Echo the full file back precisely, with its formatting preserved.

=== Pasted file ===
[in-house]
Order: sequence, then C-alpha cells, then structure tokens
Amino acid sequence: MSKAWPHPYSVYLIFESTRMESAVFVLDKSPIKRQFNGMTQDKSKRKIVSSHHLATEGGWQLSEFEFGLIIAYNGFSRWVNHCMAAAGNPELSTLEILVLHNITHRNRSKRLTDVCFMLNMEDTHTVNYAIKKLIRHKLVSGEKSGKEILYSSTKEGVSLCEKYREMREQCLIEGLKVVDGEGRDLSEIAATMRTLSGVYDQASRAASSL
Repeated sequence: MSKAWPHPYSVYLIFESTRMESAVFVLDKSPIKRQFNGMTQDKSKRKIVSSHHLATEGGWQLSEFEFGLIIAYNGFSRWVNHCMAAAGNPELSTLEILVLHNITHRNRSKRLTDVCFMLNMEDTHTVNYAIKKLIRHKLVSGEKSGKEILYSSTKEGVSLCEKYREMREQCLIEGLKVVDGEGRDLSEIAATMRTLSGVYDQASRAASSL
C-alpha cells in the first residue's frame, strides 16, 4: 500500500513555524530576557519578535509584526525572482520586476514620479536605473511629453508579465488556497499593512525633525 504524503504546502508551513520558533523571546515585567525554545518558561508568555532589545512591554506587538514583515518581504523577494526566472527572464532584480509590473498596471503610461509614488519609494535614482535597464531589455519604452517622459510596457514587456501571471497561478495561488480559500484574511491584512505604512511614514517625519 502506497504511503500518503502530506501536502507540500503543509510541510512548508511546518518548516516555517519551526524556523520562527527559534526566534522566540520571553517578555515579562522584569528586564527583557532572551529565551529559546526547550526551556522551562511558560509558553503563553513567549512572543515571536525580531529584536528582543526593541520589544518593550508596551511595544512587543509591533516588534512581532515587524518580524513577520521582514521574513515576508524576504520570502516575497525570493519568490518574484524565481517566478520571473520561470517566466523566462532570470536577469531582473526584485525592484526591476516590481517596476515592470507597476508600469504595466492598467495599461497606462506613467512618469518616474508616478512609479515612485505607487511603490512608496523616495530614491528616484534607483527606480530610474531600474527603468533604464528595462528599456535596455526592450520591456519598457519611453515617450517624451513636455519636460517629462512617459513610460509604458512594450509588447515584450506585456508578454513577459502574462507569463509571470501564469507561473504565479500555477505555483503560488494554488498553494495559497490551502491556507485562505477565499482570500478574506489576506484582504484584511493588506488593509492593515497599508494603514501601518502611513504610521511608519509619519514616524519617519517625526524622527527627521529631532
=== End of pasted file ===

[in-house]
Order: sequence, then C-alpha cells, then structure tokens
Amino acid sequence: MSKAWPHPYSVYLIFESTRMESAVFVLDKSPIKRQFNGMTQDKSKRKIVSSHHLATEGGWQLSEFEFGLIIAYNGFSRWVNHCMAAAGNPELSTLEILVLHNITHRNRSKRLTDVCFMLNMEDTHTVNYAIKKLIRHKLVSGEKSGKEILYSSTKEGVSLCEKYREMREQCLIEGLKVVDGEGRDLSEIAATMRTLSGVYDQASRAASSL
Repeated sequence: MSKAWPHPYSVYLIFESTRMESAVFVLDKSPIKRQFNGMTQDKSKRKIVSSHHLATEGGWQLSEFEFGLIIAYNGFSRWVNHCMAAAGNPELSTLEILVLHNITHRNRSKRLTDVCFMLNMEDTHTVNYAIKKLIRHKLVSGEKSGKEILYSSTKEGVSLCEKYREMREQCLIEGLKVVDGEGRDLSEIAATMRTLSGVYDQASRAASSL
C-alpha cells in the first residue's frame, strides 16, 4: 500500500513555524530576557519578535509584526525572482520586476514620479536605473511629453508579465488556497499593512525633525 504524503504546502508551513520558533523571546515585567525554545518558561508568555532589545512591554506587538514583515518581504523577494526566472527572464532584480509590473498596471503610461509614488519609494535614482535597464531589455519604452517622459510596457514587456501571471497561478495561488480559500484574511491584512505604512511614514517625519 502506497504511503500518503502530506501536502507540500503543509510541510512548508511546518518548516516555517519551526524556523520562527527559534526566534522566540520571553517578555515579562522584569528586564527583557532572551529565551529559546526547550526551556522551562511558560509558553503563553513567549512572543515571536525580531529584536528582543526593541520589544518593550508596551511595544512587543509591533516588534512581532515587524518580524513577520521582514521574513515576508524576504520570502516575497525570493519568490518574484524565481517566478520571473520561470517566466523566462532570470536577469531582473526584485525592484526591476516590481517596476515592470507597476508600469504595466492598467495599461497606462506613467512618469518616474508616478512609479515612485505607487511603490512608496523616495530614491528616484534607483527606480530610474531600474527603468533604464528595462528599456535596455526592450520591456519598457519611453515617450517624451513636455519636460517629462512617459513610460509604458512594450509588447515584450506585456508578454513577459502574462507569463509571470501564469507561473504565479500555477505555483503560488494554488498553494495559497490551502491556507485562505477565499482570500478574506489576506484582504484584511493588506488593509492593515497599508494603514501601518502611513504610521511608519509619519514616524519617519517625526524622527527627521529631532